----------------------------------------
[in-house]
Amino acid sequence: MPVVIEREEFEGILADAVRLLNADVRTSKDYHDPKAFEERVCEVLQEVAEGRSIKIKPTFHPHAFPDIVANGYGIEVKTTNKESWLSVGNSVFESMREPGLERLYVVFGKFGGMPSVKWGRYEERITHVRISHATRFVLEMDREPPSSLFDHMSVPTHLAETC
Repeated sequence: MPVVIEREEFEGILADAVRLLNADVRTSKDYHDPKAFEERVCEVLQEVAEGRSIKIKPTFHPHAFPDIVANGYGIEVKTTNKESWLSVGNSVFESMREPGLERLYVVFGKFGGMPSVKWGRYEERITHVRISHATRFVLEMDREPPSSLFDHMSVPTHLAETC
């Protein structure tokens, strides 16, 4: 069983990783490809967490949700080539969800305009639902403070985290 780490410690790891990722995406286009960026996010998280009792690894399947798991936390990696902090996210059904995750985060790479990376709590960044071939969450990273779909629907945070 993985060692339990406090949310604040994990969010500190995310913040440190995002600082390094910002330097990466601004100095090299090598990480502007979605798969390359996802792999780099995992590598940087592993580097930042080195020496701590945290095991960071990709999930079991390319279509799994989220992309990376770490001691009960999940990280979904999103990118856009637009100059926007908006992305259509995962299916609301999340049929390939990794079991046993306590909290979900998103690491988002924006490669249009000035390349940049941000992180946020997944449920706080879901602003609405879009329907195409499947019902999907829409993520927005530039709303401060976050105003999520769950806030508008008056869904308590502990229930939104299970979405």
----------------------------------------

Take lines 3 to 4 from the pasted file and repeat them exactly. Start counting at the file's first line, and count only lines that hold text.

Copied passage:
Repeated sequence: MPVVIEREEFEGILADAVRLLNADVRTSKDYHDPKAFEERVCEVLQEVAEGRSIKIKPTFHPHAFPDIVANGYGIEVKTTNKESWLSVGNSVFESMREPGLERLYVVFGKFGGMPSVKWGRYEERITHVRISHATRFVLEMDREPPSSLFDHMSVPTHLAETC
């Protein structure tokens, strides 16, 4: 069983990783490809967490949700080539969800305009639902403070985290 780490410690790891990722995406286009960026996010998280009792690894399947798991936390990696902090996210059904995750985060790479990376709590960044071939969450990273779909629907945070 993985060692339990406090949310604040994990969010500190995310913040440190995002600082390094910002330097990466601004100095090299090598990480502007979605798969390359996802792999780099995992590598940087592993580097930042080195020496701590945290095991960071990709999930079991390319279509799994989220992309990376770490001691009960999940990280979904999103990118856009637009100059926007908006992305259509995962299916609301999340049929390939990794079991046993306590909290979900998103690491988002924006490669249009000035390349940049941000992180946020997944449920706080879901602003609405879009329907195409499947019902999907829409993520927005530039709303401060976050105003999520769950806030508008008056869904308590502990229930939104299970979405």